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Up The Chimney He Rose
About the Author: Gerard J Waggett has published eleven books on soap opera trivia. He is also a two-time "Jeopardy!" champion. His first mystery story appeared in the August 2020 issue of Mystery Weekly Magazine. A Christmas fanatic, Gerard puts up a minimum of four trees every year, including one dedicated to Batman.

My very first venture into amateur sleuthing, I unmasked the Santa Claus who surprised my third-grade class as none other than Mr. Blow, the school janitor! Jeannie Doyle broke down in tears, unable to handle the truth; the next day, during recess, her older brother punched me in the stomach. Undeterred, I collected evidence in the form of sales receipts proving that the presents left under the tree in our classroom had actually been bought by our own parents. Now, thirty years later, Santa Claus was sitting in my office, looking to hire a private investigator.

This was not the real Santa, mind you, but a far more convincing version than the 167-pound Mr. Blow. More than just heavy, this Santa (Gordon Nichols, “but call me Nick”) was round, and his beard flowed off his chin and cheeks liked a gentle snowfall. I had met him two weeks ago while updating the security system at a mall. When he sat down at my table in the food court, I introduced myself as Timmy Gulliver, not Tim Gulliver, Timmy, which I had not gone by since well before high school. Nick asked me a bagful of questions about my work and was particularly impressed that my interest began with a junior detective kit I had received as a Christmas present. I suspected that he was looking to hire me, but I never could have guessed why.

Nick had shown up at my office in the red suit and without an appointment. When my assistant announced “Santa Claus is here to see you,” I figured she was razzing me. All morning, she had been calling me Mr. Scrooge because I had limited the holiday decorations in my office to one single poinsettia plant, discreetly planted in the corner.

Right before Nick walked in, I had been hunting the Internet for a 3D video gaming console. The system my eight-year-old son Jake and every other kid in America wanted had sold out in the first two hours on Black Friday. Now the pirates of eBay had marked the price up five hundred percent. If the box wasn’t sitting under the tree on Christmas morning, Jake would think he had done something wrong, or he might realize that there was no Santa Claus, but I could not justify paying upwards of a thousand dollars for a toy that would cost $250 in less than a month. My job here paid well, but not ridiculously well.

Since I was already on the computer, Nick directed me to look up Lester Manning in the town of Shaffer. Shaffer was located west of Boston, en route to the Berkshires. Lester Manning’s family had earned its fortune in coal, which remained a popular source for heating homes in Shaffer and the surrounding towns. Lester Manning himself had been murdered in his own study two weeks ago. Someone had bludgeoned him with a brick from his own chimney. Even more curious, the study had been locked from the inside. The door had been latched shut, and the windows had not only been locked but caulked.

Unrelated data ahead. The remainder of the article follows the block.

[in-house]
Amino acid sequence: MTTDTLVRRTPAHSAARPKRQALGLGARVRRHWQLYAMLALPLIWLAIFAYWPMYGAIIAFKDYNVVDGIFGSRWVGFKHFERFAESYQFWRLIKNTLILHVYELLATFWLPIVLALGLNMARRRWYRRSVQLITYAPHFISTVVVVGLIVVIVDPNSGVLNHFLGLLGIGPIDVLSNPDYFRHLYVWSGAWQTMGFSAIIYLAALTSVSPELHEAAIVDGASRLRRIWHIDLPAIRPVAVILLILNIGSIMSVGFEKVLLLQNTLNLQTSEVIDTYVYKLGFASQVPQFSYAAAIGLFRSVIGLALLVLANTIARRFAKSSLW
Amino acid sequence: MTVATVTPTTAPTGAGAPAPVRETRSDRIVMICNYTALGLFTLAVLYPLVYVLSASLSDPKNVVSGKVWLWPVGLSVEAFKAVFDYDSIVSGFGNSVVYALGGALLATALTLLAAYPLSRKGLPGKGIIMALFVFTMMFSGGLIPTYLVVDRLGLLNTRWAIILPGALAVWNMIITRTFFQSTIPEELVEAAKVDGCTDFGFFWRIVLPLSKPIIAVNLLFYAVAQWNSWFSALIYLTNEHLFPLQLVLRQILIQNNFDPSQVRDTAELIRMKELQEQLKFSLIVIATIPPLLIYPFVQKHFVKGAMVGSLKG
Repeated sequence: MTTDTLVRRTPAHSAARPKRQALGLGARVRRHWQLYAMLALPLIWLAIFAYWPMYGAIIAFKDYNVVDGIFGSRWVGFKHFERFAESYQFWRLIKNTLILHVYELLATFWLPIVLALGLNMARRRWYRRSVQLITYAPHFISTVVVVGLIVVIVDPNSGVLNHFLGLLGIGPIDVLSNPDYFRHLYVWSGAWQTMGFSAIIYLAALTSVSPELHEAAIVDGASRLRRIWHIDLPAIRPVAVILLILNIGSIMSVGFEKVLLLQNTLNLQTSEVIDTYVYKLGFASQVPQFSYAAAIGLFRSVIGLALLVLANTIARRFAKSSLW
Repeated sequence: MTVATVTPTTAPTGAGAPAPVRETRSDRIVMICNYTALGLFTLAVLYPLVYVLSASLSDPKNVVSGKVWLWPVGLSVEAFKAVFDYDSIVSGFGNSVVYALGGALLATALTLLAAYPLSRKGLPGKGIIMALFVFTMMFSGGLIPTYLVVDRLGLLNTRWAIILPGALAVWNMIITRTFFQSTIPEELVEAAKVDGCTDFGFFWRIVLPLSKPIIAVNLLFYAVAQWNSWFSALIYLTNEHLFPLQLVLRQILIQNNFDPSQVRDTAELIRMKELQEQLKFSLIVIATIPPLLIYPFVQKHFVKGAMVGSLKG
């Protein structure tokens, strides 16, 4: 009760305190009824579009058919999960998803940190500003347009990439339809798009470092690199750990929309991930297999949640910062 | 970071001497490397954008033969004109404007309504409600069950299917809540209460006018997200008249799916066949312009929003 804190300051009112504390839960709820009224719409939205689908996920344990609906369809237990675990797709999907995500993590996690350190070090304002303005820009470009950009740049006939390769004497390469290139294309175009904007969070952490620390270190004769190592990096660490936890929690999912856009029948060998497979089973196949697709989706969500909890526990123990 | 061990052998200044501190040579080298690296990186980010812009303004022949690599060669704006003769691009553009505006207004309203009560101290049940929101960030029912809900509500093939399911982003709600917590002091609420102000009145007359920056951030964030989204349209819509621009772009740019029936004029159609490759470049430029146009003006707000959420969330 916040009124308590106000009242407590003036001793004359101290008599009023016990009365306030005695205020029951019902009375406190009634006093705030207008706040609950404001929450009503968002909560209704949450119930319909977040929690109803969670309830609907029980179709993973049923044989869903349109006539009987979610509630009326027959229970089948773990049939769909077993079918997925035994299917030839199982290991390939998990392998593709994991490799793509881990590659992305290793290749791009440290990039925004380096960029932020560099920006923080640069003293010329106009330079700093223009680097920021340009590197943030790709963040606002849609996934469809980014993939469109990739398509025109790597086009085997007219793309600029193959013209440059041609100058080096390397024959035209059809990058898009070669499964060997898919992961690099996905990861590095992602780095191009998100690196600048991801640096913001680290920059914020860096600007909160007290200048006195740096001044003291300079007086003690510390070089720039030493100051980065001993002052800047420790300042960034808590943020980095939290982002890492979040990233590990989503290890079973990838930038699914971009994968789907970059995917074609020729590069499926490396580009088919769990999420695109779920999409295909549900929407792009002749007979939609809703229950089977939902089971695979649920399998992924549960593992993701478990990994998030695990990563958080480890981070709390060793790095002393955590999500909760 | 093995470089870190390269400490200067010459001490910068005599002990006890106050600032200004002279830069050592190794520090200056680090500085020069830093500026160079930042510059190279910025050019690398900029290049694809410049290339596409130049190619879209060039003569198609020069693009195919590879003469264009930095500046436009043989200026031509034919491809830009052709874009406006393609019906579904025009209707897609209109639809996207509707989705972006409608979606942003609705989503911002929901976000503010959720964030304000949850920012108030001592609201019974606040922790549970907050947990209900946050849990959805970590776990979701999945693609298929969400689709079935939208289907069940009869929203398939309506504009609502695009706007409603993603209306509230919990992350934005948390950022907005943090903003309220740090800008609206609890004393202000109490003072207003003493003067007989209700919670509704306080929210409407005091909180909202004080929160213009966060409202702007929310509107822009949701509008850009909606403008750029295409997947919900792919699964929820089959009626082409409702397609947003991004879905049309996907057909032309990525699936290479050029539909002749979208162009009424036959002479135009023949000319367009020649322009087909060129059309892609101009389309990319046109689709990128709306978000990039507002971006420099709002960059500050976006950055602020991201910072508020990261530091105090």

I had read about this murder. The story made national news primarily because of a joke the district attorney cracked. During a press conference, a reporter asked if the police were investigating the chimney as a possible means of escape. “Yes,” the DA quipped, “we will be bringing Santa Claus in for questioning.” Overnight, the Manning case became The Santa Claus Murder. Headlines were printed in red ink:




“Irresponsible.” Nick was referring to the press coverage as well as the district attorney’s comment. “Kids saw those headlines.”

My own Jake had seen a promotional clip for a syndicated news program. The anchorwoman, if you could call her that, was asking, “Did Santa Claus commit murder?” The station had run the promo during their afternoon cartoons.

I had not followed the case after that first frenzy. Unlike Nick, I didn’t have a vested interest. In addition to working at malls, Nick and his wife ran a Santa’s Village not too far from Shaffer. Admissions this year had fallen off by nearly twenty percent. Mostly he blamed the economy, but he could not discount the effect of bad press. “I really don’t care about the money,” he said. “I modeled my life around this saint who loved children. I just cannot stomach seeing that image tarnished.”

We both knew how the media operated. If nothing sensational happened in the next week, lazy reporters would dig up this murder, which had remained unsolved. Even with no new information, they would run an “update,” probably on Christmas Eve.

This story appears in our DEC 2020 Issue
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